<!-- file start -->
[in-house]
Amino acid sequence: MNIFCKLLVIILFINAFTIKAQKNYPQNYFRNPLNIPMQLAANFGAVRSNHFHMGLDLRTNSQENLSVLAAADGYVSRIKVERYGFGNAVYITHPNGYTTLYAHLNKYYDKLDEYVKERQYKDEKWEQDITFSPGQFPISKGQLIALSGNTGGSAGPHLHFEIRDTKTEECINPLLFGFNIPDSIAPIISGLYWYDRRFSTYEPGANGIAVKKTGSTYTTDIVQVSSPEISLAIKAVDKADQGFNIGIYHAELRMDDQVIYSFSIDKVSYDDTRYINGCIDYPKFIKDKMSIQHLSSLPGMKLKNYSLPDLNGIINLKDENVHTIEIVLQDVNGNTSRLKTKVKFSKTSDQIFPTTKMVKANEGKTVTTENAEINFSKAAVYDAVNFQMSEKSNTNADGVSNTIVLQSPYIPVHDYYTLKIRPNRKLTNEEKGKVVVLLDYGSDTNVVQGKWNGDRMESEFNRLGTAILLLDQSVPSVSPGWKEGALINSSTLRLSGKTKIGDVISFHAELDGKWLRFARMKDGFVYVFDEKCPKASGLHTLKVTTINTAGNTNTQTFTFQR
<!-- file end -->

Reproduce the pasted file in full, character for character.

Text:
[in-house]
Amino acid sequence: MNIFCKLLVIILFINAFTIKAQKNYPQNYFRNPLNIPMQLAANFGAVRSNHFHMGLDLRTNSQENLSVLAAADGYVSRIKVERYGFGNAVYITHPNGYTTLYAHLNKYYDKLDEYVKERQYKDEKWEQDITFSPGQFPISKGQLIALSGNTGGSAGPHLHFEIRDTKTEECINPLLFGFNIPDSIAPIISGLYWYDRRFSTYEPGANGIAVKKTGSTYTTDIVQVSSPEISLAIKAVDKADQGFNIGIYHAELRMDDQVIYSFSIDKVSYDDTRYINGCIDYPKFIKDKMSIQHLSSLPGMKLKNYSLPDLNGIINLKDENVHTIEIVLQDVNGNTSRLKTKVKFSKTSDQIFPTTKMVKANEGKTVTTENAEINFSKAAVYDAVNFQMSEKSNTNADGVSNTIVLQSPYIPVHDYYTLKIRPNRKLTNEEKGKVVVLLDYGSDTNVVQGKWNGDRMESEFNRLGTAILLLDQSVPSVSPGWKEGALINSSTLRLSGKTKIGDVISFHAELDGKWLRFARMKDGFVYVFDEKCPKASGLHTLKVTTINTAGNTNTQTFTFQR